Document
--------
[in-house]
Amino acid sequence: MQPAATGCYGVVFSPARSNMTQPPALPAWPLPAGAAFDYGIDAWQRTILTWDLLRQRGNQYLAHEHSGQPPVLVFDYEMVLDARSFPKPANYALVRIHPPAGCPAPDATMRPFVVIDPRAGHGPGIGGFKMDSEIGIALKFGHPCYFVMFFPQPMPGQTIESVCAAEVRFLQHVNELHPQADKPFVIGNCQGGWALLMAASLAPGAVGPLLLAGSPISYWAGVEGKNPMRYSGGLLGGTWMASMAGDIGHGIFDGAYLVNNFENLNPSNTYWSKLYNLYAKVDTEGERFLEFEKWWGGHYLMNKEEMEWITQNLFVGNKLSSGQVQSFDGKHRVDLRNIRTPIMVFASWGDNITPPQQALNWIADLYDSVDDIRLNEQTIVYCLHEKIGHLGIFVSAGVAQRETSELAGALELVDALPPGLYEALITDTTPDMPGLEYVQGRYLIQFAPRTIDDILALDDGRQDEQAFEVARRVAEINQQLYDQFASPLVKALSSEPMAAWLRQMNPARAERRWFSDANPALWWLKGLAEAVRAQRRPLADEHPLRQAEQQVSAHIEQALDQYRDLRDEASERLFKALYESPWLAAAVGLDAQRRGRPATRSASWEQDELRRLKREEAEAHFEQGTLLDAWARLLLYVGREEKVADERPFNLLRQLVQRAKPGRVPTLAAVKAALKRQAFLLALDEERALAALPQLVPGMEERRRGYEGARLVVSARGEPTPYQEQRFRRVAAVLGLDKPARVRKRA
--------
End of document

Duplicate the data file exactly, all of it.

[in-house]
Amino acid sequence: MQPAATGCYGVVFSPARSNMTQPPALPAWPLPAGAAFDYGIDAWQRTILTWDLLRQRGNQYLAHEHSGQPPVLVFDYEMVLDARSFPKPANYALVRIHPPAGCPAPDATMRPFVVIDPRAGHGPGIGGFKMDSEIGIALKFGHPCYFVMFFPQPMPGQTIESVCAAEVRFLQHVNELHPQADKPFVIGNCQGGWALLMAASLAPGAVGPLLLAGSPISYWAGVEGKNPMRYSGGLLGGTWMASMAGDIGHGIFDGAYLVNNFENLNPSNTYWSKLYNLYAKVDTEGERFLEFEKWWGGHYLMNKEEMEWITQNLFVGNKLSSGQVQSFDGKHRVDLRNIRTPIMVFASWGDNITPPQQALNWIADLYDSVDDIRLNEQTIVYCLHEKIGHLGIFVSAGVAQRETSELAGALELVDALPPGLYEALITDTTPDMPGLEYVQGRYLIQFAPRTIDDILALDDGRQDEQAFEVARRVAEINQQLYDQFASPLVKALSSEPMAAWLRQMNPARAERRWFSDANPALWWLKGLAEAVRAQRRPLADEHPLRQAEQQVSAHIEQALDQYRDLRDEASERLFKALYESPWLAAAVGLDAQRRGRPATRSASWEQDELRRLKREEAEAHFEQGTLLDAWARLLLYVGREEKVADERPFNLLRQLVQRAKPGRVPTLAAVKAALKRQAFLLALDEERALAALPQLVPGMEERRRGYEGARLVVSARGEPTPYQEQRFRRVAAVLGLDKPARVRKRA